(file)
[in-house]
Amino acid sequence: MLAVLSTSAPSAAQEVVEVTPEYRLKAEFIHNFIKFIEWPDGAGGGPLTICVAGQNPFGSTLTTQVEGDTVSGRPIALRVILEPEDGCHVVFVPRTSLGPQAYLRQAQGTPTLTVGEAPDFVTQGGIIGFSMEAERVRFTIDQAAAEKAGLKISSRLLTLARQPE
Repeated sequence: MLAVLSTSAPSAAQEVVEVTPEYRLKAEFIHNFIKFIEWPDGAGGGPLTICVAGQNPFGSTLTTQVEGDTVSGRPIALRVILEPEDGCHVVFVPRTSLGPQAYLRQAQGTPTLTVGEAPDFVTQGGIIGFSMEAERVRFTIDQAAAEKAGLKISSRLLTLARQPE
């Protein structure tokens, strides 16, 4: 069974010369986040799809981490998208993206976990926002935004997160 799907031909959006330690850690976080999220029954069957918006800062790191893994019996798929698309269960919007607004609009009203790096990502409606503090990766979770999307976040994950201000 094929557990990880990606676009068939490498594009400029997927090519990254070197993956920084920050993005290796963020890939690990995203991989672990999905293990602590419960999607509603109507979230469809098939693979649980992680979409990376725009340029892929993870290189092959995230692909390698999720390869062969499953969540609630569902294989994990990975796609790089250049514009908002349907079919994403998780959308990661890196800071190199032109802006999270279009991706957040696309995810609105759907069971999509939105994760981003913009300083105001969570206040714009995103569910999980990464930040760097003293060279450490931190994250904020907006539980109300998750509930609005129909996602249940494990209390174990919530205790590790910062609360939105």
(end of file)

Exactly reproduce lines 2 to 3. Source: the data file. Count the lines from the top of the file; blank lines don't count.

Amino acid sequence: MLAVLSTSAPSAAQEVVEVTPEYRLKAEFIHNFIKFIEWPDGAGGGPLTICVAGQNPFGSTLTTQVEGDTVSGRPIALRVILEPEDGCHVVFVPRTSLGPQAYLRQAQGTPTLTVGEAPDFVTQGGIIGFSMEAERVRFTIDQAAAEKAGLKISSRLLTLARQPE
Repeated sequence: MLAVLSTSAPSAAQEVVEVTPEYRLKAEFIHNFIKFIEWPDGAGGGPLTICVAGQNPFGSTLTTQVEGDTVSGRPIALRVILEPEDGCHVVFVPRTSLGPQAYLRQAQGTPTLTVGEAPDFVTQGGIIGFSMEAERVRFTIDQAAAEKAGLKISSRLLTLARQPE